Vigilance in Speech
Human speech is a marvelous gift from Hashem. However, because it is so accessible, people don’t realize its power and are often careless in how they use it. They forget that that while speech can accomplish great things it can also bring about frightening destruction.
Mishlei teaches that every person must be constantly vigilant and watchful in how he uses his power. Every time he speaks, he should consider the potential consequences of the words he utters. He must always remember that speech is an instrument of the mind and so the mind must be in conscious control at all times.
Previously (Segment 10-19) Mishlei taught that excessive talk is inherently a source of risk. Now he distinguishes between kinds of speech and stresses the importance of vigilance to properly manage each kind.
ג = נֹצֵר פִּיו שֹׁמֵר נַפְשׁוֹ פֹּשֵׂק שְׂפָתָיו מְחִתָּה־לוֹ
(3) He who guards his mouth protects his soul,
but he who continually opens wide his lips, that is his calamity.
Through constant vigilance in guarding the instruments of speech, a person can avoid the tragedy of destructive speech and thereby protect his own soul and his life from calamity.
The proverb refers to two instruments of speech: the mouth and the lips. Here the lips symbolize the kind of thoughtless, superficial talk which seems to happen by itself. Lips that are opened wide in continuous talk are inherently dangerous. In contrast, the mouth symbolizes talk which expresses carefully considered thoughts. These can also be very dangerous if the person does not give them the full attention they deserve. Every person needs to pay attention to these two extremes of speech.
Vigilance is needed to guard the speech of the mouth and thoughtfully weigh its consequences. At the other extreme, speech of the lips must be strictly reined in so that it does not run away with itself.
He who guards his mouth —נֹצֵר פִּיו
with continuing vigilance from the temptation to speak lashon hara
protects his soul — שֹׁמֵר נַפְשׁוֹ.
but he who opens wide his lips — פֹּשֵׂק שְׂפָתָיו,
and continually says whatever comes to mind,
that is his calamity —מְחִתָּה־לוֹ.
Wisdom in Words
(1) The word נֹצֵר (guards) implies continuing, intensive vigilance. This is as opposed to שֹׁמֵר (protects), which is a more general term. (רש”י, מלבי”ם)
(2) The word נַפְשׁוֹ (soul) could refer to the physical self (that is, life) or the spiritual soul. Both are at risk if the person does not guard his mouth. (המאירי)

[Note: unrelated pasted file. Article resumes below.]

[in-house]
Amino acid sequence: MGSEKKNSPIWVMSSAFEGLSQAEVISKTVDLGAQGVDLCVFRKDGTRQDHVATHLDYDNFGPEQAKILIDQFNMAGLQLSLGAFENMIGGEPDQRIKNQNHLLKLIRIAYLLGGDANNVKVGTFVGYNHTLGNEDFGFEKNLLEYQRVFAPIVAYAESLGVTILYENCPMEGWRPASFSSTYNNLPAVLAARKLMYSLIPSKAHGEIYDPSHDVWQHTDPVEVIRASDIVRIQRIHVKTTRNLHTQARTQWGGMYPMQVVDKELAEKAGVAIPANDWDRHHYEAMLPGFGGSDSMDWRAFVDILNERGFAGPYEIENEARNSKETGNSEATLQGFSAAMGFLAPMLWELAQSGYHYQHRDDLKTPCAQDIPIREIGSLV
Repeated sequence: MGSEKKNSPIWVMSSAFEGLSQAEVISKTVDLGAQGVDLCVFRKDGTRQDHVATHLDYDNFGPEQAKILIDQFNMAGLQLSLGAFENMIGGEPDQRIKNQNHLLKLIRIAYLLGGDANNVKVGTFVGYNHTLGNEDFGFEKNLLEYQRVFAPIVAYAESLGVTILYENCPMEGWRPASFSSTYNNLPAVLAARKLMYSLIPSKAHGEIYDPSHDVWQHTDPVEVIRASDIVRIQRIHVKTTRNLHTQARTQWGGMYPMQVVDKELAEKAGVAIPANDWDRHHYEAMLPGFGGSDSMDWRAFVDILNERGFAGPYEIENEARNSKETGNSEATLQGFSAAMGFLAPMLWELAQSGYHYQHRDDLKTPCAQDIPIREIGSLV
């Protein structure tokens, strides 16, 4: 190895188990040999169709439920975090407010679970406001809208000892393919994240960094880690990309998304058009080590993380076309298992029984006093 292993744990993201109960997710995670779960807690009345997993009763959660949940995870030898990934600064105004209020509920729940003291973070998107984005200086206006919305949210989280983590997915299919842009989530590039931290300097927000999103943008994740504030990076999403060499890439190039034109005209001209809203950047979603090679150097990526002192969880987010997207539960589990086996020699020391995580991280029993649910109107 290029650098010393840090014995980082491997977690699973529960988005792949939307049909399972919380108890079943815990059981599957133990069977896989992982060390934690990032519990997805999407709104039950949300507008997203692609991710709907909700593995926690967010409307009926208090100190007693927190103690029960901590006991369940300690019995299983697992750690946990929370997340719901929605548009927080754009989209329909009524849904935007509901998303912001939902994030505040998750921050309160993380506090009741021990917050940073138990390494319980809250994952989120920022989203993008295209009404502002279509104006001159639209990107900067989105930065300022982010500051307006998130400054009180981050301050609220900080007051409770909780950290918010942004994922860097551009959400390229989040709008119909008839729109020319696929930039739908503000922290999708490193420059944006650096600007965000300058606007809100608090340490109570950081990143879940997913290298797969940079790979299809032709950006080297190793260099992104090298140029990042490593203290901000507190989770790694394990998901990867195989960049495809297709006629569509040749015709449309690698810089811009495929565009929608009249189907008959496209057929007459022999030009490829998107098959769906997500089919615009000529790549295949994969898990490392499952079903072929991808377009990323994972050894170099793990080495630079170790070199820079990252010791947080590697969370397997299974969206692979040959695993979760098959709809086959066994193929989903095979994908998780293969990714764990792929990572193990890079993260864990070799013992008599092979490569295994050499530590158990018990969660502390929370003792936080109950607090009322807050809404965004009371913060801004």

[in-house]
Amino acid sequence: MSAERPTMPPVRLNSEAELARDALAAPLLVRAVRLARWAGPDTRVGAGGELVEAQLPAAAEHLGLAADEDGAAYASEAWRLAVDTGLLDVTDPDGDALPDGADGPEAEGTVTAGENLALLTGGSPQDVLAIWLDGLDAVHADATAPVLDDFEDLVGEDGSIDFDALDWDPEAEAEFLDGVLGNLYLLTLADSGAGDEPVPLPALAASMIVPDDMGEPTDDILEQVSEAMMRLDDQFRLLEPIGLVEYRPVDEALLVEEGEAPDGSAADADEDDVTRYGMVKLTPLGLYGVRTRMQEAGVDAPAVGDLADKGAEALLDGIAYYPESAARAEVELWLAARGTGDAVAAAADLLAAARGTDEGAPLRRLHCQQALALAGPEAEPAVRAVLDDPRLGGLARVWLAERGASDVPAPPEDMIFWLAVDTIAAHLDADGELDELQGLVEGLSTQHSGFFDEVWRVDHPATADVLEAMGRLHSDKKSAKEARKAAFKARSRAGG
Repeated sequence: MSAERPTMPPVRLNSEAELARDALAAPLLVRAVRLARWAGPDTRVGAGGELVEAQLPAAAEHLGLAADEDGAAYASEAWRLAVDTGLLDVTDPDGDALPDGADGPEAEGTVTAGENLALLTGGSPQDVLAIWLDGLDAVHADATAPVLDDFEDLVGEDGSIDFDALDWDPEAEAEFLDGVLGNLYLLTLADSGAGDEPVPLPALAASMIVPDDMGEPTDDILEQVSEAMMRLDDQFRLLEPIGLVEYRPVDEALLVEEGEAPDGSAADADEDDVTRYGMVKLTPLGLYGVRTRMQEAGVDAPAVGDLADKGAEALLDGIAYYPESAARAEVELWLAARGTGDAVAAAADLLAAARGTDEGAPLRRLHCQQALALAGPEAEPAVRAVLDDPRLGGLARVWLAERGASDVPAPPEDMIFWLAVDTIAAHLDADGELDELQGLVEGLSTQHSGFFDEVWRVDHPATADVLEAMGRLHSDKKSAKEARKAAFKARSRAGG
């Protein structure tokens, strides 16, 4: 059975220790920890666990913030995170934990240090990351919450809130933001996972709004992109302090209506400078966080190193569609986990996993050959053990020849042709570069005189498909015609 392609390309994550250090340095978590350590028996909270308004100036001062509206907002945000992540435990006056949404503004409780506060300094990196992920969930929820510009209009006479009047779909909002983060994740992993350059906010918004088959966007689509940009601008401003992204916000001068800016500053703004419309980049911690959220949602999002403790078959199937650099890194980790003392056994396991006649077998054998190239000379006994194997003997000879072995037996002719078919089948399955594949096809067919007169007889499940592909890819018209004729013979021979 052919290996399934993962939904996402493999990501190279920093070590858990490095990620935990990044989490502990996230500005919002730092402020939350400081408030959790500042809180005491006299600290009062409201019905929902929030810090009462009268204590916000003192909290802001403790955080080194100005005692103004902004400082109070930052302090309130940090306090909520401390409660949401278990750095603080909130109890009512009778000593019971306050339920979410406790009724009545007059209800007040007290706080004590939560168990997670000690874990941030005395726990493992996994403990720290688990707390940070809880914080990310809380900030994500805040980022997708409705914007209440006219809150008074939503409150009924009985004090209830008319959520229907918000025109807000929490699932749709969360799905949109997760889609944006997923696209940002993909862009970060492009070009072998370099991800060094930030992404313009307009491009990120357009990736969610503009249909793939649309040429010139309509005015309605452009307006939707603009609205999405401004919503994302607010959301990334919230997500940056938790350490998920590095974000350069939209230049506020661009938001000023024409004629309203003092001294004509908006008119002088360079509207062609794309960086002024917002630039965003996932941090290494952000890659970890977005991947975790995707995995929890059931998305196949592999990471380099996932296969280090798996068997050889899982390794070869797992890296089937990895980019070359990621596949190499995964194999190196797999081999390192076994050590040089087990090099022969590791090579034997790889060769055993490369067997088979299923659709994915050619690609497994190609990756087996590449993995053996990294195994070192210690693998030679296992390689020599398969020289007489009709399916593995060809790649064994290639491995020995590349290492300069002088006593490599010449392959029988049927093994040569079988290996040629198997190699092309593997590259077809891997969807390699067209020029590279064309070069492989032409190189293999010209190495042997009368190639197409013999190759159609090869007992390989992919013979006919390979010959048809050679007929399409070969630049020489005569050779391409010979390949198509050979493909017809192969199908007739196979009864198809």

(3) The word פֹּשֵׂק (opens) implies opening wide in a crude fashion. It also suggests being continually open. (רש”י, אבן עזרא)
(4) The word שְׂפָתָיו(lips) implies the instruments of external, superficial speech. In contrast the word פִּיו (mouth) refers to the instrument of thoughtful expression. Mishlei urges restraint and self-control, not only in superficial talk, but even in thoughful reflection. (מלבי”ם)
(5) The word מְחִתָּה (calamity) is derived from a root meaning fear. The person whose lips are given free rein to say whatever his whims suggest is like an enemy to be feared. (רבינו יונה)
(6) People think that if they have not spoken against another person, either directly or indirectly, that person should be grateful. But they don’t realize that they themselves will be harmed by any verbal barbs they have aimed at another person for they will be subject to judgment in the World to Come. The other person will be unaffected. (אלשיך)
(7) A person who “guards his mouth” does not open it without the consent of his conscious mind. (רבינו יונה)
(8) A person may have a good soul, and many mitzvos to his credit, if he does not control his speech he will be subject to calamity. (הגר”א)
(9) A person who accepts criticism quietly without answering back and without insulting the one who admonished him will be protecting his soul from punishment in the next world. But if he opens his lips to embarrass the the one who admonished him, he will face the calamity of his own punishment as well as what would have been meted out to that other person. (שבט מיהודה)
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